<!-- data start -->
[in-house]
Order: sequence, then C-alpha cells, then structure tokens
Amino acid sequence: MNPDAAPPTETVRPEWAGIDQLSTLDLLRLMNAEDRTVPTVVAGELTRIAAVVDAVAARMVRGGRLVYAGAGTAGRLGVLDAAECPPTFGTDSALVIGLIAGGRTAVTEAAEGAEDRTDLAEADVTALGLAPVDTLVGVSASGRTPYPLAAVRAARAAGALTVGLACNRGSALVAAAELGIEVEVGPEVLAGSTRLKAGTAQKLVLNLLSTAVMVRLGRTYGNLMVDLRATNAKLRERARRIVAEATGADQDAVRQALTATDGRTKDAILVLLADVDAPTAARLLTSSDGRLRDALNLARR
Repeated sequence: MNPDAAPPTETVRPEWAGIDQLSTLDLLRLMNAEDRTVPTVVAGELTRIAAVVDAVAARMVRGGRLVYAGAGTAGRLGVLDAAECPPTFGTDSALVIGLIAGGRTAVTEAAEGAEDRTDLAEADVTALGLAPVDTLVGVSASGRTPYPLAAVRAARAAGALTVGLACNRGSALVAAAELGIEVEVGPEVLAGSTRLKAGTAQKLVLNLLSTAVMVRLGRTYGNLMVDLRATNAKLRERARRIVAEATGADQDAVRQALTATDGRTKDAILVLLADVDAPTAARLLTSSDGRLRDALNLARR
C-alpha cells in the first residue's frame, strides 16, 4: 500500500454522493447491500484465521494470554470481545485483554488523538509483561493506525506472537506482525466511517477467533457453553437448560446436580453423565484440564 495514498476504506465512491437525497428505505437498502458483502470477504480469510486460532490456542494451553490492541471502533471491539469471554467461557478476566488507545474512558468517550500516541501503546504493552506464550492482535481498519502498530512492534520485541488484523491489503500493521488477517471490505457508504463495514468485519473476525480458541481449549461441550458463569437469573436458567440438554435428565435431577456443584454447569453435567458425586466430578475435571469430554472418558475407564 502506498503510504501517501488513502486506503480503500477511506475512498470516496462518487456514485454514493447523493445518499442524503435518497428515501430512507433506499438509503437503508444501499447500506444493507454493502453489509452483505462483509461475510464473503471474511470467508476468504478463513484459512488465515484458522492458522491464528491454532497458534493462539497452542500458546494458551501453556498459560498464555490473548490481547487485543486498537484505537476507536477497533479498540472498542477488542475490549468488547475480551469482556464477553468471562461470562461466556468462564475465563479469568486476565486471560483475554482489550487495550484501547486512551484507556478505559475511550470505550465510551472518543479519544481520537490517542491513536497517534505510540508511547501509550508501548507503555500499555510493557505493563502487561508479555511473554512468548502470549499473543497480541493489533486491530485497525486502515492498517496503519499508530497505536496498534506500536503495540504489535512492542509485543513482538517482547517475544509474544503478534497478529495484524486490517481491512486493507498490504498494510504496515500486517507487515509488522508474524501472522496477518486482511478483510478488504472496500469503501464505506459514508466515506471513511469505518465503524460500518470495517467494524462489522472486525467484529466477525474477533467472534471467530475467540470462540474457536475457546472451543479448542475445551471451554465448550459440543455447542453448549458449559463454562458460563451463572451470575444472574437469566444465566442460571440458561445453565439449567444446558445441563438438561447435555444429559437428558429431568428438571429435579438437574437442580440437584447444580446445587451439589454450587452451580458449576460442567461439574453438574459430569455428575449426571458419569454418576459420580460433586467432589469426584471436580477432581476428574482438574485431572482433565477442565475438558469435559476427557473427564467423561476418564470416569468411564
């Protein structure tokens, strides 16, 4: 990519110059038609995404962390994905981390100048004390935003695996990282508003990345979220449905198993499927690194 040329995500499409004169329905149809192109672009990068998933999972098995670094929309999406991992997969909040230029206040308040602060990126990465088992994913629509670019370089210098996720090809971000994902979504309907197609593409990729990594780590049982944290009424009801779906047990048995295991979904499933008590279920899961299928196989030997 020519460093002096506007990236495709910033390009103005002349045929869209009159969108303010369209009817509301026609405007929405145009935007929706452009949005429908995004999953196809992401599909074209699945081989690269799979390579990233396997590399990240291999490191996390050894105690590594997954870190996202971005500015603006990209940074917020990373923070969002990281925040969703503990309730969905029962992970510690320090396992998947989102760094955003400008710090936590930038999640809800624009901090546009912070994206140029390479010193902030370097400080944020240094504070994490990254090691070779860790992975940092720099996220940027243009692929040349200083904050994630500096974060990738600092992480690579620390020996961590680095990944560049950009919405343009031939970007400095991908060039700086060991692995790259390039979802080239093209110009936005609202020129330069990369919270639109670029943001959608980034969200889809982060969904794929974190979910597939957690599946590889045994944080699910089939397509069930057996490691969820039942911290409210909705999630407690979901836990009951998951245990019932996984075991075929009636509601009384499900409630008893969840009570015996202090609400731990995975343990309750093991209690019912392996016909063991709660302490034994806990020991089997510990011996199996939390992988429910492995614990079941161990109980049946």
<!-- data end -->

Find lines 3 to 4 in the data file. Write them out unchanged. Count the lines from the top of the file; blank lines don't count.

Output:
Amino acid sequence: MNPDAAPPTETVRPEWAGIDQLSTLDLLRLMNAEDRTVPTVVAGELTRIAAVVDAVAARMVRGGRLVYAGAGTAGRLGVLDAAECPPTFGTDSALVIGLIAGGRTAVTEAAEGAEDRTDLAEADVTALGLAPVDTLVGVSASGRTPYPLAAVRAARAAGALTVGLACNRGSALVAAAELGIEVEVGPEVLAGSTRLKAGTAQKLVLNLLSTAVMVRLGRTYGNLMVDLRATNAKLRERARRIVAEATGADQDAVRQALTATDGRTKDAILVLLADVDAPTAARLLTSSDGRLRDALNLARR
Repeated sequence: MNPDAAPPTETVRPEWAGIDQLSTLDLLRLMNAEDRTVPTVVAGELTRIAAVVDAVAARMVRGGRLVYAGAGTAGRLGVLDAAECPPTFGTDSALVIGLIAGGRTAVTEAAEGAEDRTDLAEADVTALGLAPVDTLVGVSASGRTPYPLAAVRAARAAGALTVGLACNRGSALVAAAELGIEVEVGPEVLAGSTRLKAGTAQKLVLNLLSTAVMVRLGRTYGNLMVDLRATNAKLRERARRIVAEATGADQDAVRQALTATDGRTKDAILVLLADVDAPTAARLLTSSDGRLRDALNLARR